At this point in the story, Bambara begins to introduce the concept of class consciousness. The children become aware that these white people do not lead lives similar to theirs. Sylvia comments, “Everybody dressed up in stockings. One lady in a fur coat, hot as it is. White folks crazy.” It is here that the children are awakened to the class inequality that they suffer from. At FAO Schwarz, toy sail boats are sold for $1,000, and in a department store paper weights cost $480. Sugar realizes that the cost of one toy costs as much as it does to feed a family of 6 or 7 for an entire year, prompting her to say, “That this is not much of a democracy if you ask me. Equal chance to pursue happiness means an equal crack at the dough, don’t it?” The children then begin to realize that they are poor. Sylvia herself becomes uneasy with these discoveries and tries to push the thoughts away, feeling a “funny shame” (Bambara).
As the story reaches its climax, Sylvia becomes aware of the vast wealth inequalities present in Harlem and becomes an image of the revolutionary socialist. As Sugar begins to run her finger over the expensive sailboat, Sylvia begins to be filled with rage at the economic oppression perpetrated by the upper classes. She thinks to herself, “I’m jealous (at Sugar) and want to hit her. Maybe not her, but I sure want to punch somebody in the mouth.” For the first time she realizes that she is a part of the underclass, and she becomes fully awakened to class conscious for the first time. After they leave the department store, Ms. Moore lectures the children on how they must “demand their share of the pie,” a metaphorical call for revolution. In her anger, Sylvia grabs Sugar and runs off to spend the money she kept from the taxi man’s tip, thinking, “But ain’t nobody gonna beat me at nuthin” (Bambara). At the conclusion of the story she is finally class conscious, and is filled with the righteous indignation of a socialist revolutionary.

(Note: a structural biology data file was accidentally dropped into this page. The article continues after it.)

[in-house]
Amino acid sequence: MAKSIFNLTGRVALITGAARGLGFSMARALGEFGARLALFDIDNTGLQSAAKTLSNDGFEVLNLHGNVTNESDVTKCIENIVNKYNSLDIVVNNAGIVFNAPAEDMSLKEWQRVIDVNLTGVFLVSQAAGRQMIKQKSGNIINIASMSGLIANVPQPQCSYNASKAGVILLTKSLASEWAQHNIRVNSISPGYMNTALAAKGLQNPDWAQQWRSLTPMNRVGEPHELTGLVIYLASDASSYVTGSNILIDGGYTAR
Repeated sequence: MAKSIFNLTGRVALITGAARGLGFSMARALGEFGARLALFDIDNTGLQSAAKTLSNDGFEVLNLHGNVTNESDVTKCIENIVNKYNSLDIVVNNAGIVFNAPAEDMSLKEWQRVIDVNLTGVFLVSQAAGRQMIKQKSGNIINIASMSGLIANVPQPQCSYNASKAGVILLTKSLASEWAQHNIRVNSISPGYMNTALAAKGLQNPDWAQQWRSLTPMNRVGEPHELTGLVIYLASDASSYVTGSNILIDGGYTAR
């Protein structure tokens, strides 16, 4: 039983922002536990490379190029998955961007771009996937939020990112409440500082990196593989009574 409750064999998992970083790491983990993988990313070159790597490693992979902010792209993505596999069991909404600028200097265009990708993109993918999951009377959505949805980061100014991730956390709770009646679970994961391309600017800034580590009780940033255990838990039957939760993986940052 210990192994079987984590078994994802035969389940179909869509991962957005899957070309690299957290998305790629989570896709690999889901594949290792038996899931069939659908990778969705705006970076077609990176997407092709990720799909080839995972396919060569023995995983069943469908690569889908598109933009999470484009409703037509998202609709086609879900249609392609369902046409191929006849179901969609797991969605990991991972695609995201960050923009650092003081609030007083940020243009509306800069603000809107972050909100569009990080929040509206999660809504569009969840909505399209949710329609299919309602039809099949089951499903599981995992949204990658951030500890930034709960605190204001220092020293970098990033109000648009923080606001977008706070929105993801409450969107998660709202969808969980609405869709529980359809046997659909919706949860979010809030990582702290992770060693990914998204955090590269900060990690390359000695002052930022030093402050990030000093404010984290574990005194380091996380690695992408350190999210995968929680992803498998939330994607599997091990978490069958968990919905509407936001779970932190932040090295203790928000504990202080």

Toni Cade Bambara’s short story “The Lesson” is a beautifully written exploration of the development of class consciousness and the awakening of the socialist revolutionary. The children represent the ignorant proletariat class members who fight between themselves for scraps because they do not know the source of their own suffering. It is not until they are exposed to the vulgar opulence of the bourgeois class that they become aware of their plight. The realization that a single toy sailboat sold in a toy store costs enough to feed a family of seven for an entire year opens Sylvia’s eyes to the extreme wealth inequality she suffers under. Once this realization is made, Sylvia becomes the proto-revolutionary socialist. She’s full of righteous indignation and promises to never be taken down by the system. When understood through the lens of Marx, Bambara’s work is indeed a revolutionary piece of literature.
Bambara, Toni Cade. The Lesson. New York: Vintage, 1992. Print.
K. Marx and F. Engels. German Ideology, with an introduction by R. Pascal, New York, International Publishers, Inc., 1939.